Changes to 529 plans happen virtually every year. And every year (2021, 2022), the changes are usually more beneficial. These changes usually focus on helping students and their families ease the burden of paying for an ever-increasing college education.
Here are some of the changes on tap in 2023 for 529 savings accounts.
Federal Limit Increased
As is usual, Congress increased the gift tax maximum by $1,000 for 2023. Now parents can contribute up to $17,000 per year per person to a 529 plan in 2023 without incurring federal gift taxes, or $34,000 if the parents are married and filing jointly. It was set at $16,000/$32,000 in 2022.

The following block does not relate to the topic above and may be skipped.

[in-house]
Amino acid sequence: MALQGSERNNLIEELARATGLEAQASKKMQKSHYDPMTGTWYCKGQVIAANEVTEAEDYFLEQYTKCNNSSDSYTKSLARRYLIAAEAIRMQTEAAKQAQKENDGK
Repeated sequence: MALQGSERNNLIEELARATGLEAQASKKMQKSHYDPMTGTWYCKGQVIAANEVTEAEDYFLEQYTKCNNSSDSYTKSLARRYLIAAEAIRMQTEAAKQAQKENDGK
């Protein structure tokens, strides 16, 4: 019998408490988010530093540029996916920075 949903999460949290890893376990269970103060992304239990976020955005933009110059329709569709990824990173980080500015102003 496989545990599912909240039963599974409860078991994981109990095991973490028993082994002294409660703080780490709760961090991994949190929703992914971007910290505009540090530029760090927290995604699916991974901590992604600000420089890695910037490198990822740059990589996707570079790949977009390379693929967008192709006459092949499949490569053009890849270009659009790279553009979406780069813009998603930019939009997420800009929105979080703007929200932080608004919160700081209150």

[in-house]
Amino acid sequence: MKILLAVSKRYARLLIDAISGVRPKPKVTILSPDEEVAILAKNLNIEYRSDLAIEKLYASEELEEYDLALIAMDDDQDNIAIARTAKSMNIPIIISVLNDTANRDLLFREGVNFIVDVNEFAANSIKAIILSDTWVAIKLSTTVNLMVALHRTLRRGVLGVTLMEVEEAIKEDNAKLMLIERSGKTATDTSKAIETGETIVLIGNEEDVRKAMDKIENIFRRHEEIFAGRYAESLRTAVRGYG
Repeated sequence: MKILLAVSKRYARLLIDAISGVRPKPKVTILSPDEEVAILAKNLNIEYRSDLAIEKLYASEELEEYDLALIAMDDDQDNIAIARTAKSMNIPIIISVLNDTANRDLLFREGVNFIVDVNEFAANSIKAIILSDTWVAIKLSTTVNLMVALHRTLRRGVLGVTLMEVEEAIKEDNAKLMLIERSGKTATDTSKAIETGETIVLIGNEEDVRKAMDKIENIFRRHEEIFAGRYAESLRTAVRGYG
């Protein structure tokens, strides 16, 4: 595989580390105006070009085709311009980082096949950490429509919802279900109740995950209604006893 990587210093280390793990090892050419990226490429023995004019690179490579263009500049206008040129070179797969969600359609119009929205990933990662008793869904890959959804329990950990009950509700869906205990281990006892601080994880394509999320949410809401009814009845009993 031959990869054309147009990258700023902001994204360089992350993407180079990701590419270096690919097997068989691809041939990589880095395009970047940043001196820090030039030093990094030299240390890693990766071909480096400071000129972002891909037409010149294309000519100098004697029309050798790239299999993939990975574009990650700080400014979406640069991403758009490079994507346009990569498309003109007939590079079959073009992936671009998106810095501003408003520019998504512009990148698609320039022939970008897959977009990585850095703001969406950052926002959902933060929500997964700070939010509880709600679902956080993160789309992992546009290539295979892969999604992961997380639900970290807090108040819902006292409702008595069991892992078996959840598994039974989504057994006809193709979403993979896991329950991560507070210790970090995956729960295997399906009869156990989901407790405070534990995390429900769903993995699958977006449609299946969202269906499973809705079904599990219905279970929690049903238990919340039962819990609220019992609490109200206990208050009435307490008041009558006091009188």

Rollovers to IRAs Allowed
Hidden in the $1.7 trillion spending bill passed at the end of December 2022 was that Americans with unused funds in their 529 plans have a new option. Before the only option was to withdraw the unused funds at a penalty or roll them over to a new student (think niece, nephew, or grandchild).
However, Section 126 of the bill amends the IRS Code so that beneficiaries of 529 plans can roll over funds from their 529 accounts into Roth IRAs tax and penalty free, effective for distributions after December 31, 2023.
Grandparent Contributions Fixed
The government is working to streamline the Free Application for Federal Student Aid (FAFSA) application process, as part of a bill that was signed into law back in December 2021. The bill, effective for the 2023-2024 school year, will no longer count distributions from grandparent-owned 529 college savings plans as untaxed student income, and they will not have a detrimental impact on aid eligibility.